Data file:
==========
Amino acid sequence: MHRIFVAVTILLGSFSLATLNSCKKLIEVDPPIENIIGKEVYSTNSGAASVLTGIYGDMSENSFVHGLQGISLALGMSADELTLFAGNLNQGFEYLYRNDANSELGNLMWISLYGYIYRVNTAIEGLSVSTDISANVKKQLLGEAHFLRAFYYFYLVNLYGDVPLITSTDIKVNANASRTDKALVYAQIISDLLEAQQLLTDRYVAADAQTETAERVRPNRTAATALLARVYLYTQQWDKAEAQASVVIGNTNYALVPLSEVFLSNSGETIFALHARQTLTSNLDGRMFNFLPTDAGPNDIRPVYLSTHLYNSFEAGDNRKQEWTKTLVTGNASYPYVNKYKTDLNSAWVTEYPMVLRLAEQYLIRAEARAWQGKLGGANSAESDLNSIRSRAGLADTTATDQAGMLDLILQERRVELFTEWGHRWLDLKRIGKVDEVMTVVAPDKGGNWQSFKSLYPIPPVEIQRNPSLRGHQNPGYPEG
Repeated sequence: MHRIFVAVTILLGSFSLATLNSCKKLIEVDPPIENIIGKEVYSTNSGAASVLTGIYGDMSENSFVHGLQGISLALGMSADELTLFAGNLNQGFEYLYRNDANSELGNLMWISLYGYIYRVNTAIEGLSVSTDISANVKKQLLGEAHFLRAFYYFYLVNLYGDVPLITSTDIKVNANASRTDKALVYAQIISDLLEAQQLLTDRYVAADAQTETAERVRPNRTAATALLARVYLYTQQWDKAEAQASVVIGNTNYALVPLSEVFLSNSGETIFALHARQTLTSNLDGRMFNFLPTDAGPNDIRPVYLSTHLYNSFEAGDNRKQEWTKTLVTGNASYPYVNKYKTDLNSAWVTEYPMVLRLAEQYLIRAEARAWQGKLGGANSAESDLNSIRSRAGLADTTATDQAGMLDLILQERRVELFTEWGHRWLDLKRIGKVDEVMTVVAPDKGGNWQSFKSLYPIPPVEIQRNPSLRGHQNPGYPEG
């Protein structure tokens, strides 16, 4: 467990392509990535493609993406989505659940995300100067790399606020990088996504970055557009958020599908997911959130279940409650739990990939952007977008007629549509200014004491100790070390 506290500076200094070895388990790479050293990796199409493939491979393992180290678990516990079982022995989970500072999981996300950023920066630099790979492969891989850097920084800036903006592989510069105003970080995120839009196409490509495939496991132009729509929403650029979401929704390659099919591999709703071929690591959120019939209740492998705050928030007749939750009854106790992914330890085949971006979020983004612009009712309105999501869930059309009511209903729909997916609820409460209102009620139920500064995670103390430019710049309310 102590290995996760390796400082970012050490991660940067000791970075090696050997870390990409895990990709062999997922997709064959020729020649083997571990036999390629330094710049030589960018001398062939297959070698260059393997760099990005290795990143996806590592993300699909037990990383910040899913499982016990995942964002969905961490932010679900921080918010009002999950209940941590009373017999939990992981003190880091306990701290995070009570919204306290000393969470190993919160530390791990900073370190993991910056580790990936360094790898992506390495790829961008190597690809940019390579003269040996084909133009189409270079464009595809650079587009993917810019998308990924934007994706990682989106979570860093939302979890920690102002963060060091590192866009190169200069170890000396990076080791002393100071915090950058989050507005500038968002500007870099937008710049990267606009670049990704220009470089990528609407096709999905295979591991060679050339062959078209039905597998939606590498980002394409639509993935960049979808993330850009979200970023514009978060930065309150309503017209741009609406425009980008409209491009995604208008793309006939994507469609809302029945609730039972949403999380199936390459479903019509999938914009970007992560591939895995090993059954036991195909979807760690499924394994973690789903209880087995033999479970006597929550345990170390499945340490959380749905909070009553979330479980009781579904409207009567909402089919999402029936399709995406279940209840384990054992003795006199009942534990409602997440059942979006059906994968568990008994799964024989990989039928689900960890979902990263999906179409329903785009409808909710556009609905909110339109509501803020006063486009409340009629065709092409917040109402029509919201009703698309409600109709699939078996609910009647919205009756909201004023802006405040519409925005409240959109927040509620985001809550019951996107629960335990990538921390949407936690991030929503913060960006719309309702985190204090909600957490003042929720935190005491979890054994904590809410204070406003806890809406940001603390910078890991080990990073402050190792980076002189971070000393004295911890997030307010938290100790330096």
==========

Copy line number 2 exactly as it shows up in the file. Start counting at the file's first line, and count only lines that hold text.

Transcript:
Repeated sequence: MHRIFVAVTILLGSFSLATLNSCKKLIEVDPPIENIIGKEVYSTNSGAASVLTGIYGDMSENSFVHGLQGISLALGMSADELTLFAGNLNQGFEYLYRNDANSELGNLMWISLYGYIYRVNTAIEGLSVSTDISANVKKQLLGEAHFLRAFYYFYLVNLYGDVPLITSTDIKVNANASRTDKALVYAQIISDLLEAQQLLTDRYVAADAQTETAERVRPNRTAATALLARVYLYTQQWDKAEAQASVVIGNTNYALVPLSEVFLSNSGETIFALHARQTLTSNLDGRMFNFLPTDAGPNDIRPVYLSTHLYNSFEAGDNRKQEWTKTLVTGNASYPYVNKYKTDLNSAWVTEYPMVLRLAEQYLIRAEARAWQGKLGGANSAESDLNSIRSRAGLADTTATDQAGMLDLILQERRVELFTEWGHRWLDLKRIGKVDEVMTVVAPDKGGNWQSFKSLYPIPPVEIQRNPSLRGHQNPGYPEG